Liked by 1 person

  6. Over the years I’ve gotten used to being too much for others. I’ve also gotten used to being able to sense from others the strong feeling that I am too much for them. But what I have never gotten used to is the common assumption that my “too muchness” is symptomatic of a negative, toxic personality.

    When your basic impulse is to share the best aspects of yourself and the unique way you perceive the world through your strong abilities to analyze the old and then create the new, that hurts. A lot.

    To be sure, most of those kinds of assumptions are formed from ignorance and fear and yet somehow that makes the injustice and cruelty of it all the more keenly felt. When you merely want the best for not just yourself but for everyone else too, it takes an enormous amount of mental discipline to not let that completely destroy any positive ideas you have of yourself.

    Liked by 2 people

    • I’m glad you have us, Mark, to remind you that your muchness is a good thing.

      Liked by 1 person

      • Thanks so much Paula. (I actually meant to thank you in my comment for writing such a nice post).

        On my doctor’s referral I have a session booked with a new therapist next week, however I don’t know if this therapist has any experience with giftedness. So I re-read a couple of your other posts about choosing therapists and am taking your advice and will be carefully “shopping” during that first session. If I see any reluctance at all to acknowledge the importance that giftedness or 2e issues are when it comes to my mental health, then I am prepared to say “thanks but no thanks”, and walk away.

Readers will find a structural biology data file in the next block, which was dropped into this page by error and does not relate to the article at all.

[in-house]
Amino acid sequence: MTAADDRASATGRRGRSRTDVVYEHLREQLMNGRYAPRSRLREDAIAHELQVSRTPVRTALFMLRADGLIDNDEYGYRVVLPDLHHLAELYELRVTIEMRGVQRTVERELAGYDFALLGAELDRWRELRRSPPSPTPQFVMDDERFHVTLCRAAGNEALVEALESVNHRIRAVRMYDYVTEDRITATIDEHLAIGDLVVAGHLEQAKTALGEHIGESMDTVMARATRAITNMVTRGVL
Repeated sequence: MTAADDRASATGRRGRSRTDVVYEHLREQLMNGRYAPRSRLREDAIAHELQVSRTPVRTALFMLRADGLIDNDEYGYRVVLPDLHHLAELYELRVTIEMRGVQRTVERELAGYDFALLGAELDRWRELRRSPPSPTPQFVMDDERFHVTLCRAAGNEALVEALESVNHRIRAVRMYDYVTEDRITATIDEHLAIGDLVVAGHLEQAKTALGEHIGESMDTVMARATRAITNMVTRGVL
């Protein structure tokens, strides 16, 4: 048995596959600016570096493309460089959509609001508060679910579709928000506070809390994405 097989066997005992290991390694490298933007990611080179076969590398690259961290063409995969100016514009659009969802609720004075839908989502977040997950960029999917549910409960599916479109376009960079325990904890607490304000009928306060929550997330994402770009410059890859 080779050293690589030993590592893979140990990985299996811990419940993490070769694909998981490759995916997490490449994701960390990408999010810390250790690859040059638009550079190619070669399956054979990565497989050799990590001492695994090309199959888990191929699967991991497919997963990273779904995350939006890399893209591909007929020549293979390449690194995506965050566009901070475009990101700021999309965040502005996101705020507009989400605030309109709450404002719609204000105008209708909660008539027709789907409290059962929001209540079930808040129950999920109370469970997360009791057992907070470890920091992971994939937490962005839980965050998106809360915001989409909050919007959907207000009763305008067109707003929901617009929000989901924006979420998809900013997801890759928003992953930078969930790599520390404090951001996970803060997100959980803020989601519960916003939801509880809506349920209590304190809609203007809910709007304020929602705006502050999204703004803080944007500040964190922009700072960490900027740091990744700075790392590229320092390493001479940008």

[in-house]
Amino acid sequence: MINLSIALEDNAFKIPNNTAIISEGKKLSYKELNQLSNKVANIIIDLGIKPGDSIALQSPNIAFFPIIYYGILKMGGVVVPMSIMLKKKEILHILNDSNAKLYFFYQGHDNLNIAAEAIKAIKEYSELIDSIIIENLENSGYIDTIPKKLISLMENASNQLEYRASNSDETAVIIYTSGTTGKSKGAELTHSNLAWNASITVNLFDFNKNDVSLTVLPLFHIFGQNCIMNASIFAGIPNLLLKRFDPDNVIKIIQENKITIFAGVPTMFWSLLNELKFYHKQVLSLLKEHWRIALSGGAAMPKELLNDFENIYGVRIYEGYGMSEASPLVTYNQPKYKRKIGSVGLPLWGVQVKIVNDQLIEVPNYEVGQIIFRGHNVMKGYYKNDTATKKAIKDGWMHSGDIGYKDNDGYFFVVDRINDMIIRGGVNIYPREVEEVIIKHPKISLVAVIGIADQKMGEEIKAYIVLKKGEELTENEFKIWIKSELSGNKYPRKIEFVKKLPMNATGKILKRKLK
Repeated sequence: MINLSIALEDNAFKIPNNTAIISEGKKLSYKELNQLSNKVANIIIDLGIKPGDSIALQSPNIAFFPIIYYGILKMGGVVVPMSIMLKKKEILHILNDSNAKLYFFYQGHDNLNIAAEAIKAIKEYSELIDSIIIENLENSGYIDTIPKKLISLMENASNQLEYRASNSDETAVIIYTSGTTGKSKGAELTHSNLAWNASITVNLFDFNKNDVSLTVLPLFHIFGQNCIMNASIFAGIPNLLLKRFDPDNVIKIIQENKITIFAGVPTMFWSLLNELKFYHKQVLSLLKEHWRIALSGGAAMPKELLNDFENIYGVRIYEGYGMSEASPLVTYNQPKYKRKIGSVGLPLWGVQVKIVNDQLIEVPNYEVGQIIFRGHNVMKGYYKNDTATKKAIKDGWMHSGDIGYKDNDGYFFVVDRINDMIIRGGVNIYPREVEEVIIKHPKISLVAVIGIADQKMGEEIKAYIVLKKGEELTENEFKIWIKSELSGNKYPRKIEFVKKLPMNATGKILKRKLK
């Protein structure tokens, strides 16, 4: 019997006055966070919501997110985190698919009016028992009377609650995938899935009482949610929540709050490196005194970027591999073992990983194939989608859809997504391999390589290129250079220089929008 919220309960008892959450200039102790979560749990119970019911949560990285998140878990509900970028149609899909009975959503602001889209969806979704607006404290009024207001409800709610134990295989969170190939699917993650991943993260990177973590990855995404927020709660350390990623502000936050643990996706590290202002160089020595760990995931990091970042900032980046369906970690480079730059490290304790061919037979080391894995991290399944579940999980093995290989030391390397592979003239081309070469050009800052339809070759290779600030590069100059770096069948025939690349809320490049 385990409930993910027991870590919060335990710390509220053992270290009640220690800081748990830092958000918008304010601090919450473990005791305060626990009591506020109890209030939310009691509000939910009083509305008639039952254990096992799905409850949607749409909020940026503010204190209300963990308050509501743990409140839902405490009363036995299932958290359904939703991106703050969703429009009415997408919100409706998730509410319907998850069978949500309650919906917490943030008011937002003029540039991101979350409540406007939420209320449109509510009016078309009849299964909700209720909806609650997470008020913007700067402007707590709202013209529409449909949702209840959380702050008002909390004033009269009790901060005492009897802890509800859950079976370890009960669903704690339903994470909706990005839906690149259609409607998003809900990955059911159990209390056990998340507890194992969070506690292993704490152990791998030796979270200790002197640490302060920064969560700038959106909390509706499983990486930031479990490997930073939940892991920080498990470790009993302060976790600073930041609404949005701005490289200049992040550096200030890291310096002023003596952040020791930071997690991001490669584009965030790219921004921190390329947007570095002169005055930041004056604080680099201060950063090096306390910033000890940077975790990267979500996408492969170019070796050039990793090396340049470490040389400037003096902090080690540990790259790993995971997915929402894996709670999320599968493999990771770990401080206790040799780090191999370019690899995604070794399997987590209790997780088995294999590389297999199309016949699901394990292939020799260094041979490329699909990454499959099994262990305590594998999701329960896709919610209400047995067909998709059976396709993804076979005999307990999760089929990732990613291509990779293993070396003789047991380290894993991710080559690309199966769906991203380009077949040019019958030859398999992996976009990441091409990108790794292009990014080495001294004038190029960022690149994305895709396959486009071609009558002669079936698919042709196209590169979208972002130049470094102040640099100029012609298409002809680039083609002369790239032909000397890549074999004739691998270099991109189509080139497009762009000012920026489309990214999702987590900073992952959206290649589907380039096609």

Obviously that would not bet an ideal outcome, but I’ve learned a big part of self-care is giving yourself permission to say “no”.

        Liked by 2 people

        • Absolutely. Permission to say ‘no.’

          Like

          • Communication…that’s really at the crux of being “too much”, isn’t it? Because when you’re a native of the rainforest, you likely speak languages that few outsiders understand. In the rainforest you have so much to say and to share that it’s frustrating when but people don’t understand what you’re trying to communicate. That frustration gets pushed to the limit when the people who don’t understand your Rainforest dialects are doctors or therapists, especially when it keeps happening over and over again.

            Liked by 1 person

            • Well I’ve been to see the new psychologist, and just to make sure we got around to talking about giftedness, I actually wrote a letter and sent it to his office a few days before our appointment. (Is that kind of weird I did that? I’m just being thorough. Haha)